I hear the base-line of the sousaphone in my entire body, the unabashed energy of the trumpet and trombone slide, the beat of the snare drum as the beat of my own heart-- without it, we are nothing but a flat-line. The unique tradition of Brass Band music is the heart and soul of New Orleans’ musical culture and history—it is the musical genre that has powered every kind of musical expression from hip-hop and rap to rock and roll. Yet the life affirming beat and pure joy of Brass Band music evolved directly from military funeral processions, reminding us to choose joy even in pain and sorrow.
Brass on Tin tells the story of the New Orleans’ Brass Band tradition through intimate portraits of thirty musicians. From such emerging sartists as Young Pinstripe, 21st Century Brass Band, and Baby Boys to industry legends like the Stooges, Dirty Dozen, Soul Rebels, Treme Brass Band, and Preservation Hall, a personal portrait of each musician emerges as a journey of individual and artistic expression. Using the historic process of the tintype (a photographic positive on a lacquered metal plate, invented during the 1850s), each portrait is a one-of-a-kind image created using a large format camera with an antique lens and hand-made film emulsions and chemistry. Tintyping is an unforgiving medium that requires technical and aesthetic artistry, dedication, precision, and knowledge of its historical and chemical background.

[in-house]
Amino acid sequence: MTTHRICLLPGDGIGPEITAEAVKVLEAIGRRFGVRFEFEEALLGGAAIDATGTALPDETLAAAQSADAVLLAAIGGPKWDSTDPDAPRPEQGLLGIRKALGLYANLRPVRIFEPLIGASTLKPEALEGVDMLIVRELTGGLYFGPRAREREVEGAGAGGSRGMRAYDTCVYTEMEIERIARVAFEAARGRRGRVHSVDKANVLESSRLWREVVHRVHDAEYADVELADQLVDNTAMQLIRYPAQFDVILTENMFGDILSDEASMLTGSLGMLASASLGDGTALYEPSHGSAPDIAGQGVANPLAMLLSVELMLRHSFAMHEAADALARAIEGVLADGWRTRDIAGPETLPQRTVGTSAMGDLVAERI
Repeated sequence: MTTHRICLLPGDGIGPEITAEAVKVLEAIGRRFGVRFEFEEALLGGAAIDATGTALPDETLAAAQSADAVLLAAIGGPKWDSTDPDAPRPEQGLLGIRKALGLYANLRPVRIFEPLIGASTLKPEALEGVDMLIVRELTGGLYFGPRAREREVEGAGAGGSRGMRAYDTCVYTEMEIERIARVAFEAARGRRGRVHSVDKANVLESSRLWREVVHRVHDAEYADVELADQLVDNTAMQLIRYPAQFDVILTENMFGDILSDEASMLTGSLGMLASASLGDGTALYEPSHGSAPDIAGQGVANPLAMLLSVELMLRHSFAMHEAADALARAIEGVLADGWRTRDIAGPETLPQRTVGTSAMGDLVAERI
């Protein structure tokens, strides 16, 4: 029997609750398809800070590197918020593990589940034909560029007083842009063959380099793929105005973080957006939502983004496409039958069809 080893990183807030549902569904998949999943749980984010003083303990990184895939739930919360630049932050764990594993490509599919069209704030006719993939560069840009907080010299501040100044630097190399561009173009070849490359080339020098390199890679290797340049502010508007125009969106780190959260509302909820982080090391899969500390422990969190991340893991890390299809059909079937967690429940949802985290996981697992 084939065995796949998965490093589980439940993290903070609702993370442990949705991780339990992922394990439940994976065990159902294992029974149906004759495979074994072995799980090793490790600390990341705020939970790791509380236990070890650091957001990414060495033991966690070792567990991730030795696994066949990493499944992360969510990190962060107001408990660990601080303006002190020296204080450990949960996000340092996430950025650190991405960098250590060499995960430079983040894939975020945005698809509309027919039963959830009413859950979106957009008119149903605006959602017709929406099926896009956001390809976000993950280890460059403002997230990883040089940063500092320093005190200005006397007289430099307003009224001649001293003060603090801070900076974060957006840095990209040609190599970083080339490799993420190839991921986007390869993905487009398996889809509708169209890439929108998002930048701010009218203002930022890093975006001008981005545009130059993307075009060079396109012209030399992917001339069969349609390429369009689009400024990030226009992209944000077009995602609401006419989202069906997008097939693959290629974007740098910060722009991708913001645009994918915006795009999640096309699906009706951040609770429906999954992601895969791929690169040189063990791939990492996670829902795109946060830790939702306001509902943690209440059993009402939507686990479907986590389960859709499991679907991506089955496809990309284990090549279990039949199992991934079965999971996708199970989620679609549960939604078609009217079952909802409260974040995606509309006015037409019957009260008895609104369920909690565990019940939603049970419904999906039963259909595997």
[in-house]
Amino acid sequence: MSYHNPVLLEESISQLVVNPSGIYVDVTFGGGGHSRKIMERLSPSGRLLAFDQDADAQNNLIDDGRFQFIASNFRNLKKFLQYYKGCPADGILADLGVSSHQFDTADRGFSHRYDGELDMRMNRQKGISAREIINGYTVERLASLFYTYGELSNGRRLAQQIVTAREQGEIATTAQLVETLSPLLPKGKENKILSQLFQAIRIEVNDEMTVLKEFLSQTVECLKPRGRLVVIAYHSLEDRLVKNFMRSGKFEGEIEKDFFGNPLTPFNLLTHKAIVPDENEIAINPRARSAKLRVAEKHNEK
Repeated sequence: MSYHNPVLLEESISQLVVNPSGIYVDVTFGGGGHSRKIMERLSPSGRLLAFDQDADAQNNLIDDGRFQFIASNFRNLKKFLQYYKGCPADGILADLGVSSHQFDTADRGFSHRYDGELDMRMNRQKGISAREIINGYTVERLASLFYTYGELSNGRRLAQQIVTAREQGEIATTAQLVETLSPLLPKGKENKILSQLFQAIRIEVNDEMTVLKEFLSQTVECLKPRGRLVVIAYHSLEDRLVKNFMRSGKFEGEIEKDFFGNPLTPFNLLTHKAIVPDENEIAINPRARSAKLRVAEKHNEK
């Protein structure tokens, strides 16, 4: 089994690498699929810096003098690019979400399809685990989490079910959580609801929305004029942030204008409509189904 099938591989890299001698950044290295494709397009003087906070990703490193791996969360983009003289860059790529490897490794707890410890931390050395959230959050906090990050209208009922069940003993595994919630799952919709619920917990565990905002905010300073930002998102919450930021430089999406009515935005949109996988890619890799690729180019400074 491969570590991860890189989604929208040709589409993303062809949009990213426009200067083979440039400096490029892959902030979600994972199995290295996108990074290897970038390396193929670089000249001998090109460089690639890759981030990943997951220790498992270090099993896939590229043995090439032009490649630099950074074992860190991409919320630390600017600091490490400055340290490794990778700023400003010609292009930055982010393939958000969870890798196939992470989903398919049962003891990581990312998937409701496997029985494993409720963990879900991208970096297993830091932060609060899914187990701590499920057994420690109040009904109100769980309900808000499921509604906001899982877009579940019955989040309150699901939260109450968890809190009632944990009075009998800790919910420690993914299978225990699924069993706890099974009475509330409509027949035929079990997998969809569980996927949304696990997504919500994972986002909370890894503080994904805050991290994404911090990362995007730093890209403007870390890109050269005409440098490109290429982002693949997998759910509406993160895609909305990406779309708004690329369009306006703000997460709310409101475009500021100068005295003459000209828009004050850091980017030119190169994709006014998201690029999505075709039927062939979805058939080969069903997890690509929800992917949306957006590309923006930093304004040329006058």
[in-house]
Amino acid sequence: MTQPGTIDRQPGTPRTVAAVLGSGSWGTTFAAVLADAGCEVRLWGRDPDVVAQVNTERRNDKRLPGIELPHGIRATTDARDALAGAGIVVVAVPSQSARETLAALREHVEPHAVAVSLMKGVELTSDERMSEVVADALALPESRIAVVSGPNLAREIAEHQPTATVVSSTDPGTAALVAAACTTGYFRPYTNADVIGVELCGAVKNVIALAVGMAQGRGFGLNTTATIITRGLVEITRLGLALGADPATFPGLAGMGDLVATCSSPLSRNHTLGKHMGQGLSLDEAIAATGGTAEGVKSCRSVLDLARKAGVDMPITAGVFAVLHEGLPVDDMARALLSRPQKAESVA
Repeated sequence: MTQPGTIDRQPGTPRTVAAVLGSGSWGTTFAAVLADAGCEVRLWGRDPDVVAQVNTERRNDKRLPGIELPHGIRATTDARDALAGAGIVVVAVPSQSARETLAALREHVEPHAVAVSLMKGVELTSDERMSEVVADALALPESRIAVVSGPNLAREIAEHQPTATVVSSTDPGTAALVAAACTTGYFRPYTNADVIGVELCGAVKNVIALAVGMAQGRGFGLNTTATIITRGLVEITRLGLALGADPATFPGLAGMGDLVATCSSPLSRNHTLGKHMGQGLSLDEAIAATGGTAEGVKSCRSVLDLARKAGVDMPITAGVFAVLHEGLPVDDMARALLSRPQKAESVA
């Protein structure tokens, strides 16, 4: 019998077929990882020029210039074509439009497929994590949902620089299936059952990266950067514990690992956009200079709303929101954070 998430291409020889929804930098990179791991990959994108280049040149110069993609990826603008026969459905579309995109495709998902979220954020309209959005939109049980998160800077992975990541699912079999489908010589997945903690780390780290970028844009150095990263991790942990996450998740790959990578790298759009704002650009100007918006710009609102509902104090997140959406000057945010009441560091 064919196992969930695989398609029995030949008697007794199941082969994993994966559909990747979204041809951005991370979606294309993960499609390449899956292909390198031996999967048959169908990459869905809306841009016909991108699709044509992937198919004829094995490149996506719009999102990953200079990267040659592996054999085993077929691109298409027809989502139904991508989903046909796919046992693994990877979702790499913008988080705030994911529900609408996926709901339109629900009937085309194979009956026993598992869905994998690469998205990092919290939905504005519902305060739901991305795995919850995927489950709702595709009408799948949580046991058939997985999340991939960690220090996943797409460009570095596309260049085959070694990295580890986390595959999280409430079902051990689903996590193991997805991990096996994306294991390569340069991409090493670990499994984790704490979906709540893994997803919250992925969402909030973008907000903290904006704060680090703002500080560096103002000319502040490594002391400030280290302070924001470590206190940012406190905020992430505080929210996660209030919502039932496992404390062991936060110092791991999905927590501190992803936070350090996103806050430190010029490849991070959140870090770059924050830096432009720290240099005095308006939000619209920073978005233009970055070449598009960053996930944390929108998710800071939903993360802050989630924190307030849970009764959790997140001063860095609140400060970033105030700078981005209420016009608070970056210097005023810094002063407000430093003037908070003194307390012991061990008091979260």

Parallel to the American musical tradition of Brass Bands, the tintype was an American invention that opened up the possibility of portraiture and self-expression to its citizens--rich or poor, male or female, black or white. The unique portraits of Brass on Tin are treasures, talismans of loved ones—bearing witness to the lives we live, our flawed characters, and fears and aspirations, all revealed in a ten second exposure before the camera--that moment of pause and stillness when the music stops and the elusive image lingers before vanishing just outside our grasp.